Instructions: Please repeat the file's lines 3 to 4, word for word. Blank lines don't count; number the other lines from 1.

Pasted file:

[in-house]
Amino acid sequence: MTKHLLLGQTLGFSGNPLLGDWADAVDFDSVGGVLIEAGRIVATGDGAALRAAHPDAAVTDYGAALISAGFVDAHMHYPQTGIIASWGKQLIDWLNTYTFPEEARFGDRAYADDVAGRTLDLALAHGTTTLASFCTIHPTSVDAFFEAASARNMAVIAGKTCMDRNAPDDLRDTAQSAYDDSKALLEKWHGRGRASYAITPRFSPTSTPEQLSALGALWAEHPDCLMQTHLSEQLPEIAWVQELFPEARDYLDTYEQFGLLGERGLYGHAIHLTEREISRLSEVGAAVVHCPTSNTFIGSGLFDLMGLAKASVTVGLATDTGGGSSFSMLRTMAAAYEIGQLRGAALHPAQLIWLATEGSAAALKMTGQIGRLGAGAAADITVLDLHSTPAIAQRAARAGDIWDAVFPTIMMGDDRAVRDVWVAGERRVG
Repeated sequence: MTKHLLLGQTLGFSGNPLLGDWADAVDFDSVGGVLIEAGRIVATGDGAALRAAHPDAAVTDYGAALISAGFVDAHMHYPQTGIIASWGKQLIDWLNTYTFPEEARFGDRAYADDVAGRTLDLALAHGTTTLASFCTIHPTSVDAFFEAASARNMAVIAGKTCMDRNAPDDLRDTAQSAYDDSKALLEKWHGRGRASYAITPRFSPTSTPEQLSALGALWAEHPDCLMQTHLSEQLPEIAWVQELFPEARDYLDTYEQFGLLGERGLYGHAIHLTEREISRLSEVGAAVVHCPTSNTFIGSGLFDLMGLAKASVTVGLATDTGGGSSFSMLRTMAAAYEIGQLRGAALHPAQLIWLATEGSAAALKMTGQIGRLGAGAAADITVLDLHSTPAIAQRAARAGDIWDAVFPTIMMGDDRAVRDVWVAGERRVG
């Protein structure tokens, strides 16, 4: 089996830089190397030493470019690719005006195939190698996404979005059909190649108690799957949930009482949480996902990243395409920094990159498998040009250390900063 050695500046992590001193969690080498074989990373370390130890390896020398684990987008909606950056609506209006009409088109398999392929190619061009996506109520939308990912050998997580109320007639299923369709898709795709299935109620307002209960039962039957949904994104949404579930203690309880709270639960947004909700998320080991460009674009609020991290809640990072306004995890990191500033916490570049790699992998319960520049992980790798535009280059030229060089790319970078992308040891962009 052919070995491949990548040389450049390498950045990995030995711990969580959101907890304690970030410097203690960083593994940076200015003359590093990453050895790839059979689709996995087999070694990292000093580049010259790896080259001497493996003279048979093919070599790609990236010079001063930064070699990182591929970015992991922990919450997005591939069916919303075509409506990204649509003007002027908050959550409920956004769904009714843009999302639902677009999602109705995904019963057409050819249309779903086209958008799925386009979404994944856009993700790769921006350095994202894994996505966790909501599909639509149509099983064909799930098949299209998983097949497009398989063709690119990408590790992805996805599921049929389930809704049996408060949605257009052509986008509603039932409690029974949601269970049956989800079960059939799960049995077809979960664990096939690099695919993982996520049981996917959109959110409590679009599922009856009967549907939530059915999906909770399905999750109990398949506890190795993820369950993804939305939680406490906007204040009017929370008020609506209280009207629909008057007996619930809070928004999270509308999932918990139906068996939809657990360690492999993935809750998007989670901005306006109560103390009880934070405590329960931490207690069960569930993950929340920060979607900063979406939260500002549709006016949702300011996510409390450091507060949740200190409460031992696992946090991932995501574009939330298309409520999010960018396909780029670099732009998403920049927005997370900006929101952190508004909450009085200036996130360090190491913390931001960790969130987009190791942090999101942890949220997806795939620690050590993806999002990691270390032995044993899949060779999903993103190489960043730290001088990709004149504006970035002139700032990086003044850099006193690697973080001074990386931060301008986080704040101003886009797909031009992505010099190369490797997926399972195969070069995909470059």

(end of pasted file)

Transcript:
Repeated sequence: MTKHLLLGQTLGFSGNPLLGDWADAVDFDSVGGVLIEAGRIVATGDGAALRAAHPDAAVTDYGAALISAGFVDAHMHYPQTGIIASWGKQLIDWLNTYTFPEEARFGDRAYADDVAGRTLDLALAHGTTTLASFCTIHPTSVDAFFEAASARNMAVIAGKTCMDRNAPDDLRDTAQSAYDDSKALLEKWHGRGRASYAITPRFSPTSTPEQLSALGALWAEHPDCLMQTHLSEQLPEIAWVQELFPEARDYLDTYEQFGLLGERGLYGHAIHLTEREISRLSEVGAAVVHCPTSNTFIGSGLFDLMGLAKASVTVGLATDTGGGSSFSMLRTMAAAYEIGQLRGAALHPAQLIWLATEGSAAALKMTGQIGRLGAGAAADITVLDLHSTPAIAQRAARAGDIWDAVFPTIMMGDDRAVRDVWVAGERRVG
């Protein structure tokens, strides 16, 4: 089996830089190397030493470019690719005006195939190698996404979005059909190649108690799957949930009482949480996902990243395409920094990159498998040009250390900063 050695500046992590001193969690080498074989990373370390130890390896020398684990987008909606950056609506209006009409088109398999392929190619061009996506109520939308990912050998997580109320007639299923369709898709795709299935109620307002209960039962039957949904994104949404579930203690309880709270639960947004909700998320080991460009674009609020991290809640990072306004995890990191500033916490570049790699992998319960520049992980790798535009280059030229060089790319970078992308040891962009 052919070995491949990548040389450049390498950045990995030995711990969580959101907890304690970030410097203690960083593994940076200015003359590093990453050895790839059979689709996995087999070694990292000093580049010259790896080259001497493996003279048979093919070599790609990236010079001063930064070699990182591929970015992991922990919450997005591939069916919303075509409506990204649509003007002027908050959550409920956004769904009714843009999302639902677009999602109705995904019963057409050819249309779903086209958008799925386009979404994944856009993700790769921006350095994202894994996505966790909501599909639509149509099983064909799930098949299209998983097949497009398989063709690119990408590790992805996805599921049929389930809704049996408060949605257009052509986008509603039932409690029974949601269970049956989800079960059939799960049995077809979960664990096939690099695919993982996520049981996917959109959110409590679009599922009856009967549907939530059915999906909770399905999750109990398949506890190795993820369950993804939305939680406490906007204040009017929370008020609506209280009207629909008057007996619930809070928004999270509308999932918990139906068996939809657990360690492999993935809750998007989670901005306006109560103390009880934070405590329960931490207690069960569930993950929340920060979607900063979406939260500002549709006016949702300011996510409390450091507060949740200190409460031992696992946090991932995501574009939330298309409520999010960018396909780029670099732009998403920049927005997370900006929101952190508004909450009085200036996130360090190491913390931001960790969130987009190791942090999101942890949220997806795939620690050590993806999002990691270390032995044993899949060779999903993103190489960043730290001088990709004149504006970035002139700032990086003044850099006193690697973080001074990386931060301008986080704040101003886009797909031009992505010099190369490797997926399972195969070069995909470059």